The Malian genocide: What the AU should do

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In 1994, the world woke up to the sad news of the Rwandan genocide which killed hundreds of thousand people. It is sad to note today that a similar genocide pitting rival tribes is going on in Mali and nothing is being said about it in our mainstream media. Entire Fulani peoples villages are emptied of their inhabitants by Malian government forces using their proxies the Dogon tribe’s Dan Na Ambassagou militant group.

Recently, an attack on a Fulani village left over 160 people dead including a 10 day-old baby killed with its mother. A village chief was captured and executed in front of his own mother. The Fulani have repeatedly called for more protection from local authorities. But the government in Bamako has denied their accusations that it turns a blind eye to or even encourages Dogon attacks on the Fulani.

Despite the presence of UN peacekeepers, a strong French military contingent and the creation of a five-nation military force in the region, jihadist violence has not abated. Prior to the current security crisis, Mali was frequently referred to by international observers as a “beacon of democracy in West Africa. Now large parts of the country are essentially lawless.

In the meantime, thousands of people have rallied in Mali’s Capital, Bamako, to protest against President Ibrahim Boubacar Keita’s failure to stem a surge of intercommunal violence in the centre of the country. The demonstrations which occurred recently were  called for by Muslim religious leaders, opposition parties and civil society groups, including organisations representing the majority-Muslim Fulani herding community.

Critics argue that the Malian leader has not done enough to prevent intercommunal violence. Demonstrators called on him to “leave office”, with some holding signs demanding the withdrawal of the United Nations peacekeeping mission in the country, MINUSMA. Is it possible that this so-called “peace-keeping force” has been infiltrated by agents of the international intelligence networks?

The United Nations has more than 16,000 personnel on the ground in Mali, including a contingent of 12,418 troops made up of forces from countries that include Burkina Faso, Senegal, Niger, Togo and Chad.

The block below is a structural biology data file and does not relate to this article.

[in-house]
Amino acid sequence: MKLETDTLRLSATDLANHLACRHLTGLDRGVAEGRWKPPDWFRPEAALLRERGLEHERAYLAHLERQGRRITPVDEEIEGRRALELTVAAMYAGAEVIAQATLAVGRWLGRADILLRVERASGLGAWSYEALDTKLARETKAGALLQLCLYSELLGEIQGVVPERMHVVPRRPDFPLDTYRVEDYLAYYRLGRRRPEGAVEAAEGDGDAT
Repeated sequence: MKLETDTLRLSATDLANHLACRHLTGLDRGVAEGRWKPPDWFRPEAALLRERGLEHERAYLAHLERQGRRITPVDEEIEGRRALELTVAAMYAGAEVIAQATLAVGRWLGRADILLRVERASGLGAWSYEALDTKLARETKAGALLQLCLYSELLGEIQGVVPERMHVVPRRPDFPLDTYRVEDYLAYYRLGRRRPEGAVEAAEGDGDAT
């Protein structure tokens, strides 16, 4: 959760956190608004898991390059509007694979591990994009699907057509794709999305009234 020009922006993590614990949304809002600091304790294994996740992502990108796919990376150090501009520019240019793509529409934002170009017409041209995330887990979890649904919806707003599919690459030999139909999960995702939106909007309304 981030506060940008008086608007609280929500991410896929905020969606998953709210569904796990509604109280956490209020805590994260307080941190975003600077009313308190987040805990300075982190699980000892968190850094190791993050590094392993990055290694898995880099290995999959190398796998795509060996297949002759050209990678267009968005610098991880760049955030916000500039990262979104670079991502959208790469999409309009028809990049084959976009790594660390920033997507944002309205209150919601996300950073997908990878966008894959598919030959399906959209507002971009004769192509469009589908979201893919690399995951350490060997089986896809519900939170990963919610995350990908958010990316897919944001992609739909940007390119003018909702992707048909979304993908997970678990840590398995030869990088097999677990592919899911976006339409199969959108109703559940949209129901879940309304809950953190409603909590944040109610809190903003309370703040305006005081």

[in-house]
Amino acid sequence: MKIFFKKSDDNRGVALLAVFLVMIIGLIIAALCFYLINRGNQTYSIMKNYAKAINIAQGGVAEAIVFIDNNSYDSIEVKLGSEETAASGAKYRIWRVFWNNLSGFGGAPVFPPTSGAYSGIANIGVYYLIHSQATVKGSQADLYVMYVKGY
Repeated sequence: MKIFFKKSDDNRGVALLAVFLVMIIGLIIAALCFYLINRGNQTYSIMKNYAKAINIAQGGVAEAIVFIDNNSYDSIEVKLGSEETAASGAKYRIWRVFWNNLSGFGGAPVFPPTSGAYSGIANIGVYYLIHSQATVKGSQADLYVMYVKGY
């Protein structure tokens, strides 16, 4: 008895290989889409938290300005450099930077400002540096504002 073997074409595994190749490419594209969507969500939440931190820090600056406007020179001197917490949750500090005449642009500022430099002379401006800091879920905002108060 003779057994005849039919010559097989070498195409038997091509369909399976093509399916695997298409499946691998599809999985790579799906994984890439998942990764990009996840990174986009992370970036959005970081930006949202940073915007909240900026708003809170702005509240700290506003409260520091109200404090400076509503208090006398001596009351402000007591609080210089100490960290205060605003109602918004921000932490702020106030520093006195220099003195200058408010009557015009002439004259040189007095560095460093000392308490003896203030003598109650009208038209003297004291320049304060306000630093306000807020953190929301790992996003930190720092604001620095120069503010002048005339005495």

Mali has struggled to return to stability since armed groups linked to al-Qaeda took control of the country’s north in 2012, prompting a military intervention by France the following year. More than 200 people have been killed by the vigilante groups since the start of this year, according to the UN, which has dispatched human rights experts to investigate the March attacks.

We now turn to what the African Union should do regarding this matter. As a matter of urgency, the AU should seize the opportunity to go into Mali and investigate this matter seriously. The African Union needs to protect the Fulani heardsmen in Mali. They also need to call on the government of Mali to act and protect these poor nomadic Fulani heardsmen. They need to stop blaming and associating the Fulanis of being Islamic terrorists. The fact that they are Muslims and probably make up the majority of those who have joined the al-Qaeda ranks, does not warrant the condemnation of the whole tribe including newly born infants, of terrorism.

The African Union needs to build its own institutions to use in times like these and stop depending on foreign institutions like AFRICOM and the so called French Intervention Force who come to Africa to forment and sow the seeds of instability with a view to weakening our resolve and loot our resources. These intervention measures from the west are tools of imperialism which should not be allowed to set foot on our African soil.

The citizens of our continent have raised may questions concerning the inability of the AU to really take charge of their destiny. A simple natural disaster like floods and recently Cyclone Idai that affected three Southern African countries Mozambique, Malawi and Zimbabwe, is testimony to the unpreparedness of the African Union to handle its own issues. They had to wait for the EU and USAID to respond before they could do anything in their own backyard. This dependency syndrome coming from the AU should come to an end NOW.

I will end by posing this question: Why is it that the African Union is protecting all these corrupt rulers on the continent?

Dr. Mustafa Mheta of the Africa Desk at the Media Review Network based in Johannesburg, South Africa.